Neuroanatomical shifts mirror patterns of ecological divergence in three diverse clades of mimetic butterflies



Microhabitat partitioning in heterogenous environments can support more diverse communities but may expose partitioned species to distinct perceptual challenges. Divergence across microhabitats could therefore lead to local adaptation to contrasting sensory conditions across small spatial scales, but this aspect of community structuring is rarely explored. Diverse communities of ithomiine butterflies provide an example where closely related species partition tropical forests, where shifts in mimetic colouration are tightly associated with shifts in habitat preference. We test the hypothesis that these mimetic and ecological shifts are associated with distinct patterns of sensory neural investment by comparing brain structure across 164 individuals of 16 species from three ithomiine clades. We find distinct brain morphologies between Oleriina and Hypothyris, which are mimetically homogenous and occupy a single microhabitat. Oleriina, which occur in low-light micro-habitats, invests less in visual brain regions than Hypothyris, with one notable exception, Hyposcada anchiala, the only Oleriina sampled to have converged on mimicry rings found in Hypothyris. We also find that Napeogenes, which has diversified into a range of mimicry rings, shows intermediate patterns of sensory investment. We identify flight height as a critical factor shaping neuroanatomical diversity, with species that fly higher in the canopy investing more in visual structures. Our work suggests that the sensory ecology of species may be impacted by, and interact with, the ways in which communities of closely related organisms are adaptively assembled.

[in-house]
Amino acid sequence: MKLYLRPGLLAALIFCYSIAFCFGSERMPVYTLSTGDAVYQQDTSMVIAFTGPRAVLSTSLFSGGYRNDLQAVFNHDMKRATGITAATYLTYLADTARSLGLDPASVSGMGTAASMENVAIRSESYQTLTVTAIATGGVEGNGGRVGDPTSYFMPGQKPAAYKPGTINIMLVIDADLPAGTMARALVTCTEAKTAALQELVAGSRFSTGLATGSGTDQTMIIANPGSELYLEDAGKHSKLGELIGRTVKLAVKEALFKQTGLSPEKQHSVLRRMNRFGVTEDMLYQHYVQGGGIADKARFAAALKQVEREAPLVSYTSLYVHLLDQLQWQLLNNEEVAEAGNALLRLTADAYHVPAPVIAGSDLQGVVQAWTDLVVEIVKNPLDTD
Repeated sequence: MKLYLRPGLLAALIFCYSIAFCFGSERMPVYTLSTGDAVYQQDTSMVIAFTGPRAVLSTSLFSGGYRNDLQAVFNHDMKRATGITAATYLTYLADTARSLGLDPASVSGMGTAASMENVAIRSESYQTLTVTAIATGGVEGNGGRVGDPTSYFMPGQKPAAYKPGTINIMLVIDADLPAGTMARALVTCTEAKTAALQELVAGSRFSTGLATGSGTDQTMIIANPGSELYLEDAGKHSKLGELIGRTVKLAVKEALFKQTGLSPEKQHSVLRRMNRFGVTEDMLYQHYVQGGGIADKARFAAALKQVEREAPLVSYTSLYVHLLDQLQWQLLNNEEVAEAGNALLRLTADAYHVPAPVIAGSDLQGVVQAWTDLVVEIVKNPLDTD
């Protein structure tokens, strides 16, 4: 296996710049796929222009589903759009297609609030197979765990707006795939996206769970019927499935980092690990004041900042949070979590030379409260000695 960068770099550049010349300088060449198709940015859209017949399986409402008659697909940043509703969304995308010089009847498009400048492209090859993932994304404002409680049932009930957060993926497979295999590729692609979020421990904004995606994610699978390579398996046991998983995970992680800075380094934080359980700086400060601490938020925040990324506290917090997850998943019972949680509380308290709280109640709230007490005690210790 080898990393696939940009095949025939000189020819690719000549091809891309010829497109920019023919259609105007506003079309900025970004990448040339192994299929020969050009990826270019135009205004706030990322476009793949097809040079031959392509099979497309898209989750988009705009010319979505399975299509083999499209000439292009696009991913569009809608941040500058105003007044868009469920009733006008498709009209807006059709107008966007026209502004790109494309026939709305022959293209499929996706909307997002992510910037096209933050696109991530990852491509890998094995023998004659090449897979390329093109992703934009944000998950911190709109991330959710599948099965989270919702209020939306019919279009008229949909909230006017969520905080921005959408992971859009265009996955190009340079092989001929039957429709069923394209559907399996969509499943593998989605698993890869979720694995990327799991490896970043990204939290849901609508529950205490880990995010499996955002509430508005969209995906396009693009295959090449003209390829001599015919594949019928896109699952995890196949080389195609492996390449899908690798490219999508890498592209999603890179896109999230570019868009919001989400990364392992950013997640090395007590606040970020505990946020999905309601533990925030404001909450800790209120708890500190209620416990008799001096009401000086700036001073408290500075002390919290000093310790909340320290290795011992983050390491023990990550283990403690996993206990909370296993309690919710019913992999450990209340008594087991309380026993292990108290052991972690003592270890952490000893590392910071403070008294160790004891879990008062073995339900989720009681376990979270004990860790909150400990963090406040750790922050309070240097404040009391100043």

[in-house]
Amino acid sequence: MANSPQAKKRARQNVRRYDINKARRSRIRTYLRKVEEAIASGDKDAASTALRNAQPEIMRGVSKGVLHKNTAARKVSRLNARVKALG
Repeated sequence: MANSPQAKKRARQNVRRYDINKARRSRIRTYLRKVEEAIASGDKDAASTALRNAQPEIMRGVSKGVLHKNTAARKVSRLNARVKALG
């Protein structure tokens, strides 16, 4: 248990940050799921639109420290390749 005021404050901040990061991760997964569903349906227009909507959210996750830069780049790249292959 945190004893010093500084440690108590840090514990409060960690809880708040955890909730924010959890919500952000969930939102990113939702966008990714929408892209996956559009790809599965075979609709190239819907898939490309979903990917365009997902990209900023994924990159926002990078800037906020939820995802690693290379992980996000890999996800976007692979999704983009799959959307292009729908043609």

Date made available7 Jun 2022

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